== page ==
CRIJ 420. Psychology of Stalking
This course explores stalking from social, psychological, and behavioral perspectives. It covers such topics as threats, offender-victim typologies, cyberstalking, erotomania, stalking and domestic violence and stalking of public figures.
CRIJ 435. White Collar Crime
This course examines the social phenomenon of white-collar crime. Principal issues will involve the concept of occupational and organizational crimes, the causes of white-collar crime, and ethical, moral and legal considerations. Actual case studies will be examined.
CRIJ 440. Criminal Profiling
This course covers the deductive profiling method, an overview of the legal aspects involved in profiling, and an exploration of issues that arise in different types of serial crimes. An analysis of several key cases is included. Written project(s) will be assigned.
CRIJ 460. Deviant Behavior
This course examines deviance as a social phenomenon. Principal issues will involve who and what is deviant, major theories concerning deviant behavior, crime as deviant behavior, deviance and organizations and controlling deviance by formal regulation.
CRIJ 470. Corrections
This course provides an in-depth study of the methods and procedures utilized by correctional institutions in efforts to rehabilitate the offender. Historical development, prison administration, types of institutions, classification systems, composition of the prison population and diversionary tactics will be emphasized.
CRIJ 471. Introduction to Probation and Parole
This course examines the changing role of probation and parole in community corrections. Emphasis will be given to preparing pre-sentence investigation reports, learning the language and terminology of this field and learning about intermediate sanctions such as electronic monitoring and home detention.
CRIJ 472. Community Based Corrections
This course examines the role that community based corrections plays in the criminal justice system. It provides the student with comprehensive knowledge about the procedures, practices, and personnel that serve community based corrections. Comparison is made between several different programs with emphasis on the federal system.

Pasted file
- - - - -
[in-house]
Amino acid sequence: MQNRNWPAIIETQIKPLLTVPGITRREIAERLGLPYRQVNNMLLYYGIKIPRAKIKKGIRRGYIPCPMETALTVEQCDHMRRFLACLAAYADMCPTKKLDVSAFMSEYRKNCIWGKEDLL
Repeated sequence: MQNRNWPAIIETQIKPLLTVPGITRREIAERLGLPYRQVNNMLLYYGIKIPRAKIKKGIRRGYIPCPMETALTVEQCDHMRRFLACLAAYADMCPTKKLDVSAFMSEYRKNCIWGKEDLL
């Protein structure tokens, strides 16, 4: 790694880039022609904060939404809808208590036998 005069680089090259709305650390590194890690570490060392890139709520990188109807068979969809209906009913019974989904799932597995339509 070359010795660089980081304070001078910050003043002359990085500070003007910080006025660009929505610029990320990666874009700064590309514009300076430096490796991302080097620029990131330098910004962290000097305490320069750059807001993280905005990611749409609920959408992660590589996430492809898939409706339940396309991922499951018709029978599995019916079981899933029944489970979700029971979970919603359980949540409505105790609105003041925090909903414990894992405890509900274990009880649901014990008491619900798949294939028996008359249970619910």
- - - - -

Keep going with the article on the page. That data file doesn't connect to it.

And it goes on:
CRIJ 495. Internship
A field experience in various federal, state, and local law enforcement and criminal justice agencies is available to qualified students each semester. Application should be made with and approval granted by the Program Director the semester before enrolling in the instruction.
CRIJ 496. Topics in Criminal Justice
This course will examine topics of special interest in the criminal justice field. Topics courses may be chosen to fulfill elective hours as needed.
CRIJ 497. Research in Criminal Justice
By participating in a semester-long research program, students earn credit for their degree. Training in research methodology provides students with the opportunity to pursue Criminal Justice from an empirical point of view. Students will design, implement and construct a formal report on research topic. This course requires the approval of the Program Director. Recommended for those going on to graduate school. Legal Research and Writing may be substituted by students planning on attending law school.
CRIJ 499. Senior Seminar in Criminal Justice
This capstone course is designed to assist students in the integration and critical examination of the various concepts, theories, and methods of inquiry presented both in General Education and the major. Learning outcomes for both the General Education Program and the major are reviewed. Course assignments assist students in assessing the degree for which learning outcomes have been mastered. Senior standing is required.
Contact InformationProgram Director: Allen Brown, J.D.
Telephone: (219) 473-4267
FAX: (219) 473-4259